United States highway deaths last year increased to 35,092, the highest one-year increase since 1966. At least 3500 of those were caused by distractions. How do Federal officials want to address this problem? Back in 2013, the NHTSA guidelines were about limiting the amount of interactions needed to complete an action—think touching a programmed favorite button rather than dialing a phone number For instance, you wouldn't be able to playback video, display “certain graphical or photographic images,” scroll through long amounts of text, or do manual text entry. The guidelines, which are part of a Phase 2 for NHTSA proposals, follow guidelines outlined for infotainment systems (your car's actual console) from 2013.
Last year, 10 percent of traffic fatalities involved one or more distracted drivers, resulting in an 8.8 percent increase from distracted-related fatalities a year earlier, the transportation department said Wednesday.
“The problem of distracted driving has grown into an epidemic. These guidelines could help stem the increase in traffic deaths that we've seen in the last two years,” said William Wallace, policy analyst for Consumers Union, the policy arm of Consumer Reports. “There also needs to be a much broader effort with everyone -- automakers, tech companies, regulators, and consumers -- playing a role.”
Voluntary Guidelines Released By Fed For Smartphone Manufacturers To Block Drivers Use While Driving
Now, they want smartphone makers to block motorists from using certain apps while driving said Todd Shields and Alan Levin from Bloomberg.com. Voluntary guidelines were released On November 23, 2016 by NHTSA calling on phone manufacturers to build new features that would stop drivers from watching video or entering text while behind the wheel of a moving vehicle. Officials said one way to do this would be to create a "driver mode" for phones connected to vehicles that activates when a vehicle's transmission shifts from "park" to "drive"."NHTSA has long encouraged drivers to put down their phones and other devices, and just drive," said NHTSA Administrator Dr. Mark Rosekind. "With driver distraction one of the factors behind the rise of traffic fatalities, we are committed to working with the industry to ensure that mobile devices are designed to keep drivers' eyes where they belong — on the road." The agency is seeking public comments on its proposed guidelines.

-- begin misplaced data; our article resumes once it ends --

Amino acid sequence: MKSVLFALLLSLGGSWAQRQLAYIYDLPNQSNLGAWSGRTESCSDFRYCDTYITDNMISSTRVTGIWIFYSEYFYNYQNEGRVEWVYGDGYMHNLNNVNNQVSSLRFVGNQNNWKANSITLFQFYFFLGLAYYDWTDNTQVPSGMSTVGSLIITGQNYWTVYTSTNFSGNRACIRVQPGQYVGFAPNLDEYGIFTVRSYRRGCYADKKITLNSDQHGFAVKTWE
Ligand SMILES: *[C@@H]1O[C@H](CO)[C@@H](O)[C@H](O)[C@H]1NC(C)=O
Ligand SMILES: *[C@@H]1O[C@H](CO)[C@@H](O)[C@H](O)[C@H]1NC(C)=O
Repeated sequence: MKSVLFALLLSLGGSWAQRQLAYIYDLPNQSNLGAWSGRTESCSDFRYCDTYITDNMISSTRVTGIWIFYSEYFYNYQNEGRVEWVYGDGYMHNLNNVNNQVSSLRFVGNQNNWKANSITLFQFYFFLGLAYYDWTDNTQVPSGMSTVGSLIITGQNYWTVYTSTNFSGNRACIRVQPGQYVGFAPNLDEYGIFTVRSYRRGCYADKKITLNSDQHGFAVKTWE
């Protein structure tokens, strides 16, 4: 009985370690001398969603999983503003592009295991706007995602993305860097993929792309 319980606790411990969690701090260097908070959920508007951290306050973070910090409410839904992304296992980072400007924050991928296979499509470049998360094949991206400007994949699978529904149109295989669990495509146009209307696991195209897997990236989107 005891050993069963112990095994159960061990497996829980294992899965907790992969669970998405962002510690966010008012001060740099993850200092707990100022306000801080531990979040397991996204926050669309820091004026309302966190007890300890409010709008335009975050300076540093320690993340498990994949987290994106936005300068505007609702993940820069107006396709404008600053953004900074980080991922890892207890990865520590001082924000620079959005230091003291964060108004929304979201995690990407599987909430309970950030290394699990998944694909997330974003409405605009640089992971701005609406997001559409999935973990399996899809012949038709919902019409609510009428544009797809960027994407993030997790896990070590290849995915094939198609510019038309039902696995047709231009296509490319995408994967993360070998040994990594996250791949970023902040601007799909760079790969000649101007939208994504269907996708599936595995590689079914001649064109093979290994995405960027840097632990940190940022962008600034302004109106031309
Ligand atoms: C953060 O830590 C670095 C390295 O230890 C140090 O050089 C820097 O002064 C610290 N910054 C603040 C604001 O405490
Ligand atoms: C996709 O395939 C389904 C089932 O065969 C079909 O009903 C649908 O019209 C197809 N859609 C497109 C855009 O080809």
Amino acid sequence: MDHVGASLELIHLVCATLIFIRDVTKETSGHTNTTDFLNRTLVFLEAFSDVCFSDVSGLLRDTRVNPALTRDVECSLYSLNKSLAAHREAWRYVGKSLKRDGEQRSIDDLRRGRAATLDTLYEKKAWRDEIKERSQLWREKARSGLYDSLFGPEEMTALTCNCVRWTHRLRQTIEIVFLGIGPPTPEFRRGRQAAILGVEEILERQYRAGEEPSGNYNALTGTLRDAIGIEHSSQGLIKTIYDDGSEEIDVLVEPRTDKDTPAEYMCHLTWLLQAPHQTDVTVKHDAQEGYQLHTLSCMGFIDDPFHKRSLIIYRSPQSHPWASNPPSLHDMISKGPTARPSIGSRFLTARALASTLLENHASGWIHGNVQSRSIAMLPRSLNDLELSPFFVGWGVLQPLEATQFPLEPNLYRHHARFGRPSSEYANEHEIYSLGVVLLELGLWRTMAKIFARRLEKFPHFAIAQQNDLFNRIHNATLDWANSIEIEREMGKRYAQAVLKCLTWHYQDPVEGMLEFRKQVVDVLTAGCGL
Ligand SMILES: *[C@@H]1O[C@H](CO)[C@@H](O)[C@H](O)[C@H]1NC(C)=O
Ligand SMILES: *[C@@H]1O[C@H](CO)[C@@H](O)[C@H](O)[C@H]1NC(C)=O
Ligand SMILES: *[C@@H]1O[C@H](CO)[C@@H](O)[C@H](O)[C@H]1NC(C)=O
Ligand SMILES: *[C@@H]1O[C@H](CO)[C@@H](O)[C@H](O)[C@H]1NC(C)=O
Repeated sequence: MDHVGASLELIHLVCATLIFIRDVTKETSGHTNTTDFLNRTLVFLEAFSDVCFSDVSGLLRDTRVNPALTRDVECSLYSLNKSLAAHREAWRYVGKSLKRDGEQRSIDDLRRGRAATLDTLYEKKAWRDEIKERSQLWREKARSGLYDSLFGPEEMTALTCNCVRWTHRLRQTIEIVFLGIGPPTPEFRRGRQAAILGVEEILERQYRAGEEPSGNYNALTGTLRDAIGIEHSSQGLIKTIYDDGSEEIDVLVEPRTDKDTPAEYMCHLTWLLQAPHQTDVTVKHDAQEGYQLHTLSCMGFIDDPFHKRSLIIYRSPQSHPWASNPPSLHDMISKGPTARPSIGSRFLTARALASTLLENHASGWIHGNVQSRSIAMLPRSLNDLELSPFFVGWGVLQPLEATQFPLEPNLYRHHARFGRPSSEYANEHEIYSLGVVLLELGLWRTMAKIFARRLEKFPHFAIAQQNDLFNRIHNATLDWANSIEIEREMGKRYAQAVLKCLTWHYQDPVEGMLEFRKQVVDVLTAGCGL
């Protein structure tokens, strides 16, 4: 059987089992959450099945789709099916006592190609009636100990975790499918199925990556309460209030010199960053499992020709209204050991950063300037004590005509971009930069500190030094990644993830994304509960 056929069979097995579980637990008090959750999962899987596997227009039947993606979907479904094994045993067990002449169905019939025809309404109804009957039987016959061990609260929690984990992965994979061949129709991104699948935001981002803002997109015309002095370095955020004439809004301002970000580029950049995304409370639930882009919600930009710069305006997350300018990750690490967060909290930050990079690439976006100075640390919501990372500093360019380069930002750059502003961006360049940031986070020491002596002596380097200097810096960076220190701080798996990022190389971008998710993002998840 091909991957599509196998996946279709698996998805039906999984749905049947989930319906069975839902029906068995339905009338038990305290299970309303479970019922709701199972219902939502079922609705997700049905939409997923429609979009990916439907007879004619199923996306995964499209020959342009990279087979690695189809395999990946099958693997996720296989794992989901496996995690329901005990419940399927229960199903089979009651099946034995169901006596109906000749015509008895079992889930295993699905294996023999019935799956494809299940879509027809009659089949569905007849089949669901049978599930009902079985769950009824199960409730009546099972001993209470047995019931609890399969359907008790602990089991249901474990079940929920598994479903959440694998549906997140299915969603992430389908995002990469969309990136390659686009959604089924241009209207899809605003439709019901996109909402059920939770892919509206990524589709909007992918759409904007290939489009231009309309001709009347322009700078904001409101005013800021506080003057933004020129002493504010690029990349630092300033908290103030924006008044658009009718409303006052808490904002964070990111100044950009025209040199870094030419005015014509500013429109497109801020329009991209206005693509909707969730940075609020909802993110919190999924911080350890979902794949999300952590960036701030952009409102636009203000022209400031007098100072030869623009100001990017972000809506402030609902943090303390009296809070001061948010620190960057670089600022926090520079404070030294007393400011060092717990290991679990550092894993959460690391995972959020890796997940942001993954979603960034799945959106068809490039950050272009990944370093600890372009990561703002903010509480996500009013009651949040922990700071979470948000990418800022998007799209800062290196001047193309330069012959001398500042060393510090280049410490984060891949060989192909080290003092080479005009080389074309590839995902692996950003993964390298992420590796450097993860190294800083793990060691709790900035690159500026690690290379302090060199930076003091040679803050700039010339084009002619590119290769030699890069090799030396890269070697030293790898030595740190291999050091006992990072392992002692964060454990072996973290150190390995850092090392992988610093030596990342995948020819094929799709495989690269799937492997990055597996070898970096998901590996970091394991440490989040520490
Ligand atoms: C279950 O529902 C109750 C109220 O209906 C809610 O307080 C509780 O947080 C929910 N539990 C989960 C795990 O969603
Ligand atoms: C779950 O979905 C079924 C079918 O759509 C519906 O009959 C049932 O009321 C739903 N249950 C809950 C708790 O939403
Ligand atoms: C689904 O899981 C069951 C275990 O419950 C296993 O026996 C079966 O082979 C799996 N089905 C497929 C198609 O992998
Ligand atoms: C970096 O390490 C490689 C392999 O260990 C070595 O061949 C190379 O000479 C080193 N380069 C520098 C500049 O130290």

NHTSA continues to urge the driving public to take the following safety precautions to minimize distraction while driving:
- Be a safe, distraction-free driver, put your cell phone down and focus on the road;
- When using electronic devices for directions, set the destination prior to driving;
- Speak up when you're a passenger and your driver uses an electronic device while driving. Offer to call or text for the driver, so his or her full attention stays on the driving task; and
- Always wear your seat belt. Seat belts are the best defense against other unsafe drivers
You can submit written comments at Regulations.gov
If you or a loved one has been injured by a distracted driver, the Brod Law Firm is here to help. Gary Brod, distracted driving accident attorney is dedicated to giving you the best possible results. Contact The Brod Law Firm online or call 1-888-435-7946 (888-HELPWIN) for a free consultation. We serve all of the state of Pennsylvania from our offices in Philadelphia, Reading and Bala Cynwyd.
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